the defendant "agree" to commit a class A felony with a person under
sixteen years of age. Thus, as the trial court correctly charged the
jury, a defendants failure to know the co-conspirator's age, or his
erroneous belief that the co-conspirator was over sixteen, provides no
defense to the crime.
Section 15.20 of the New York Penal Law explicitly states that a
defendant's failure to know a child's age is not a defense under New York
Law to any age-specific crime. The statute provides:
Notwithstanding the use of the term "knowingly" in
any provision of this chapter defining an offense
in which the age of a child is an element thereof,
knowledge by the defendant of the age of such
child is not an element of any such offense and it
is not, unless expressly so provided, a defense to
a prosecution therefor that the defendant did
not know the age of the child of believed such age
to be the same as or greater than that specified
in the statute.
N.Y. Penal Law § 15.20(3) (McKinney 1998). Thus, Collins's
ignorance or erroneous belief about a juvenile co-conspirator's age does
not absolve him of criminal liability for first-degree conspiracy.
Accordingly, as Collins has not shown "that the instruction misstated
state law," much less that it "violated a right guaranteed to him by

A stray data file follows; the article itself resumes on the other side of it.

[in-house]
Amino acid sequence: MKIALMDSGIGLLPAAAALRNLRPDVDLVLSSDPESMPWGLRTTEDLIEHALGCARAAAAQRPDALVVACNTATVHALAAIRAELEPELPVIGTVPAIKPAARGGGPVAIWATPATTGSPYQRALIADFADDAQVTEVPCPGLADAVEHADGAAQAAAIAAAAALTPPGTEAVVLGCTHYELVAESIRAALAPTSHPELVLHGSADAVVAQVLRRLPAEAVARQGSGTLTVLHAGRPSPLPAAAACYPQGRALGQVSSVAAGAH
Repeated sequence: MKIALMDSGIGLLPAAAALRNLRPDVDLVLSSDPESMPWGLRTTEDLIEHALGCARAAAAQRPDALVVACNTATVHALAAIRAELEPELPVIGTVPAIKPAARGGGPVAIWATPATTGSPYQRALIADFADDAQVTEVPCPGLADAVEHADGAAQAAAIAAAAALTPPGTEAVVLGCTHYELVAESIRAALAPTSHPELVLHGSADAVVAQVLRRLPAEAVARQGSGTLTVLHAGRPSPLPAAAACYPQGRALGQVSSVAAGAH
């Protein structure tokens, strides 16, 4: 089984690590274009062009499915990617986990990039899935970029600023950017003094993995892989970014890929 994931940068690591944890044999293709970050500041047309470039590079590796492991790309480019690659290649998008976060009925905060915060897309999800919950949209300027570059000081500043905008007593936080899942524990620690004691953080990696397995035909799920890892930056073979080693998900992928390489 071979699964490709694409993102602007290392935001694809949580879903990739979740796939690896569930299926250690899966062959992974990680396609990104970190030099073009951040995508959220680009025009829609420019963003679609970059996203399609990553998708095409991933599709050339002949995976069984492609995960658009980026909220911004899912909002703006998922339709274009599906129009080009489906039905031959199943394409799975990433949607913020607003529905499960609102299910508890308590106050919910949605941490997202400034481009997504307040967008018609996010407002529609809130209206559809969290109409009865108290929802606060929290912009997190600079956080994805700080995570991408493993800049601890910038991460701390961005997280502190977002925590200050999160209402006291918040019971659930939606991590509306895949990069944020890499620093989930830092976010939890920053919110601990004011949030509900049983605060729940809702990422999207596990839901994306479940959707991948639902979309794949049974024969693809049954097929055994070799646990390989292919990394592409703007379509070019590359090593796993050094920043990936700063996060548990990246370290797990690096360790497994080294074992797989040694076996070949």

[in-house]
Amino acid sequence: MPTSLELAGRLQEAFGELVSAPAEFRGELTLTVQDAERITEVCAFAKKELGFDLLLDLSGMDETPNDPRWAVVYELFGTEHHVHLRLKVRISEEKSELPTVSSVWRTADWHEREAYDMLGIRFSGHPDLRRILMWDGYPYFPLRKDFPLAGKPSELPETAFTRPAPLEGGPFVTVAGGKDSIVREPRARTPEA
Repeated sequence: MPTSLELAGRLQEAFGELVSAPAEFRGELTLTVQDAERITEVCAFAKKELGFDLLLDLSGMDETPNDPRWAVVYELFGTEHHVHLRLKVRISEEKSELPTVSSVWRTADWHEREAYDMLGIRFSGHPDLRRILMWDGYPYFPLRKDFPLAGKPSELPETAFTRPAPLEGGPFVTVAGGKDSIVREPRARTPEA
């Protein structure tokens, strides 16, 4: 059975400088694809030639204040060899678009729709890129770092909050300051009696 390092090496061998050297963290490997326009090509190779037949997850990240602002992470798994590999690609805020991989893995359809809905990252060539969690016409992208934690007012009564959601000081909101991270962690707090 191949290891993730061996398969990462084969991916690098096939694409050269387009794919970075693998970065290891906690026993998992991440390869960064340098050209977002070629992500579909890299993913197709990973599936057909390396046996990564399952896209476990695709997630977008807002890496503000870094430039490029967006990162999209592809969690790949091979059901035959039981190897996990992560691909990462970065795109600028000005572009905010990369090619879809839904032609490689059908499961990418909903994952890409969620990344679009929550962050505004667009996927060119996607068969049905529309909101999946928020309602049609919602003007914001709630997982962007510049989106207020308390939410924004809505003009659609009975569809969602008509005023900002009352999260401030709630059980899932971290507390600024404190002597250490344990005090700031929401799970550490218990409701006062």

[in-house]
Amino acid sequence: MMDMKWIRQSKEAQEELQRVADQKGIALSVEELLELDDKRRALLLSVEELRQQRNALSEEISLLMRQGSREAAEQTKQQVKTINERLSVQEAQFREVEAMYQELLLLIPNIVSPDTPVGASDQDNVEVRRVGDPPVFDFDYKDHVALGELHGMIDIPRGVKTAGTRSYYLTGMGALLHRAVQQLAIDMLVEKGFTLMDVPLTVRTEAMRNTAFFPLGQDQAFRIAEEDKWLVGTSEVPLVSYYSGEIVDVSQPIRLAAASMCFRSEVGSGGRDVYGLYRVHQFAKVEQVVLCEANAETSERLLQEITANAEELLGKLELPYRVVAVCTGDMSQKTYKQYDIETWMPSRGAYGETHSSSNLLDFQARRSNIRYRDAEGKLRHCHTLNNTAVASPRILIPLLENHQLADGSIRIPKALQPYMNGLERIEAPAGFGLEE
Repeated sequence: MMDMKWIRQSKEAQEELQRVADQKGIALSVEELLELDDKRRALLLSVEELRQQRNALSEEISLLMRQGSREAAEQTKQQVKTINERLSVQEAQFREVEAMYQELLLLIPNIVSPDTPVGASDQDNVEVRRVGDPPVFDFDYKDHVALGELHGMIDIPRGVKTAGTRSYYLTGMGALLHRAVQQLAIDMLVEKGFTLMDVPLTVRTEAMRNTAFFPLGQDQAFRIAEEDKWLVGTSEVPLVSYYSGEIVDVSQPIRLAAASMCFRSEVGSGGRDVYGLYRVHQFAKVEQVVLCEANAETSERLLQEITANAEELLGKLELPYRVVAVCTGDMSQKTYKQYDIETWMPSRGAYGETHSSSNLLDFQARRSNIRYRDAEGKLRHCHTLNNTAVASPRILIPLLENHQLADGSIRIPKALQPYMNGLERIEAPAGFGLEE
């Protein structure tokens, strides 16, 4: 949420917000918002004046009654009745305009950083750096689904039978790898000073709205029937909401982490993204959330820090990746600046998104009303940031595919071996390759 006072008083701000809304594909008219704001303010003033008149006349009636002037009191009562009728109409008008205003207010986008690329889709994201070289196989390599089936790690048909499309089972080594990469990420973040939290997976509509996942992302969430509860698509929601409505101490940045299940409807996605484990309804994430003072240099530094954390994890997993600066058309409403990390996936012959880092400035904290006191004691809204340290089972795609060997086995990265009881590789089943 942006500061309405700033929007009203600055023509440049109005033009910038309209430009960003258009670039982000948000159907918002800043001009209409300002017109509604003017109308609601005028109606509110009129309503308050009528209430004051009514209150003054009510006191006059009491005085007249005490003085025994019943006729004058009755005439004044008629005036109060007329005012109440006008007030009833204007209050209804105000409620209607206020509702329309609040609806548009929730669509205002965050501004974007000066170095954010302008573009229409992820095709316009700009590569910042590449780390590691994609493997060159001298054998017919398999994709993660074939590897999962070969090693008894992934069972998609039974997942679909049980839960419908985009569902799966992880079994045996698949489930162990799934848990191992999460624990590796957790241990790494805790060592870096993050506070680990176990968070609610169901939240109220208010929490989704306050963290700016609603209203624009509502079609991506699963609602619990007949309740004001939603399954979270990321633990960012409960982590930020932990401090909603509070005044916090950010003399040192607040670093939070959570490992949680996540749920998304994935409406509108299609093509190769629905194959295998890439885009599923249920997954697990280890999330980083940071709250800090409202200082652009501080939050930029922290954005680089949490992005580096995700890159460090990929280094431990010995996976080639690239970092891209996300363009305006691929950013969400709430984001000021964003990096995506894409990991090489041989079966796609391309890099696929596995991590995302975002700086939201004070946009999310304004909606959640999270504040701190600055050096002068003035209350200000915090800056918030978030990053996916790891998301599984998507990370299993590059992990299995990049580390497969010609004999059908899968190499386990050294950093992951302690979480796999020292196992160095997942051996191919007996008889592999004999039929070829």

federal law," Collins's claim with respect to the conspiracy charge is
rejected. Estelle v. McGuire, 502 U.S. at 67-68.
(2) Gonzalez; Multiple Conspiracies
Gonzalez argues that the trial court's jury instructions with respect
to multiple conspiracies, including a supplemental instruction, were
"fundamentally flawed," because the court did not instruct the jurors
that "if they found multiple conspiracies they must acquit." (Gonzalez
Pet. at 4). This claim is without merit.
(a) Procedural Default
Gonzalez's habeas petition with respect to this claim was timely filed.
Additionally, Gonzalez submitted the claim on direct appeal to the
Appellate Division, and his leave to appeal to the New York Court of
Appeals was denied. (Resp't Opp. to Llaca and Gonzalez Pets., App. Vol.
III, Exs. I, K).
Accordingly, I address the merits below. (b) The Merits
The trial court's instruction as to multiple conspiracies did not
deprive Gonzalez of any federally-protected due process right.
Under New York law, "when the facts are such that a jury might
reasonably find either a single conspiracy or multiple conspiracies," and
the relevant indictment charges a single integrated conspiracy, the court
must give a charge "explicitly recognizing the possibility of multiple
conspiracies and directing an acquittal in the event that the jury
concludes that something other than [the] single integrated conspiracy